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Chambers's Edinburgh Journal, No. 460 Volume 18, New Series, October 23, 1852   By:

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CHAMBERS' EDINBURGH JOURNAL

CONDUCTED BY WILLIAM AND ROBERT CHAMBERS, EDITORS OF 'CHAMBERS'S INFORMATION FOR THE PEOPLE,' 'CHAMBERS'S EDUCATIONAL COURSE,' &c.

No. 460. NEW SERIES. SATURDAY, OCTOBER 23, 1852. PRICE 1 1/2 d.

PRESERVED MEATS AND MEAT BISCUITS.

The many headed public look out for 'nine days' wonders,' and speedily allow one wonder to obliterate the remembrance of that which preceded it. So it is with all newspaper topics, and so it has been in respect to the preserved meat question. We all know how great was the excitement at the commencement of the present year on this matter. Ships' accounts overhauled; arctic stores re examined; canisters opened and rejected; contracts inquired into; statements and counter statements published; questionings of Admiralty officials in the two Houses of Parliament; reports published by committees; recommendations offered for future guidance; descriptions of the preserving processes at different establishments: all went the round of the newspapers, and then the topic was forgotten. It deserves to be held in remembrance, however, for the subject matter is really important and valuable, in respect not only to the stores for shipping, but to the provisioning of large or small bodies of men under various exceptional circumstances.

A few of the simple laws of organic chemistry suffice to account for the speedy decay of dead animal substances, and for the methods whereby this decay is retarded or prevented. In organised substances, the chemical atoms combine in a very complex but unstable way; several such atoms group together to form a proximate principle, such as gluten, albumen, fibrin, &c.; and several of these combine to form a complete organic substance. The chemical rank and file, so to speak, form a battalion, and two or more battalions form the chemical army. But it is a law in chemistry, that the more complex a substance becomes, the less stable is its constitution, or the sooner is it affected by disturbing influences. Hence organic substances are more readily decomposed than inorganic. How striking, for instance, are the changes easily wrought in a few grains of barley! They contain a kind of starch or fecula; this starch, in the process of malting, becomes converted into a kind of sugar; and from this malt sugar or transformed starch, may be obtained ale or beer, gin or whisky, and vinegar, by various processes of fermenting and distilling. The complex substance breaks up through very slight causes, and the simple elements readjust themselves into new groupings. The same occurs in animal as in vegetable substances, but still more rapidly, as the former are more intricate in composition than the latter, and are held together by a weaker tie.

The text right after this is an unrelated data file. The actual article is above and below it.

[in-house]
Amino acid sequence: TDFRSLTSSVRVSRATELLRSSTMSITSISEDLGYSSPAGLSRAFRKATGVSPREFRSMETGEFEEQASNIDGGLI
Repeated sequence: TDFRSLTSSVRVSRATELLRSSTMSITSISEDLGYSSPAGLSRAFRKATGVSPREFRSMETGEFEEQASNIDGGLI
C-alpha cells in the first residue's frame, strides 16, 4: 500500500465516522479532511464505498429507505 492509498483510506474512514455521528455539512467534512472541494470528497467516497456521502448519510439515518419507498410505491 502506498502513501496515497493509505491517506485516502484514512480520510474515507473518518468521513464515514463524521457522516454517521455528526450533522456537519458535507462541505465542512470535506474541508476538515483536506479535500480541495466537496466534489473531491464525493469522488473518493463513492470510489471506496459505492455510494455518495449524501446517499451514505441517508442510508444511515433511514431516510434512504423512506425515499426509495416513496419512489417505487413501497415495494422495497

What the 'vital principle' may be, neither chemists nor physiologists can tell us with any great degree of clearness; but it is this vital principle, whatever it may be, which prevents decay in a living organic substance, however complex. When life departs, the onslaught begins; the defender has been removed, and a number of assailants make their appearance. Air , heat , and moisture are the principal of these; they attack the dead organism, and gradually convert it into wholly different and inorganic compounds, such as water, carbonic acid, ammonia, phosphuretted hydrogen, and many others. What, then, would result if these disturbers could be warded off, one or all? It is now pretty well ascertained, that if any one of the three air, heat, moisture be absent, the decay is either greatly retarded or indefinitely postponed; and we shall find that in all antiseptic or preserving processes, the fundamental principle has simply such an object in view.

Sometimes the operation of natural causes leads to the preservation of dead animal substances for a great length of time, by excluding one out of the above three disturbing influences... Continue reading book >>


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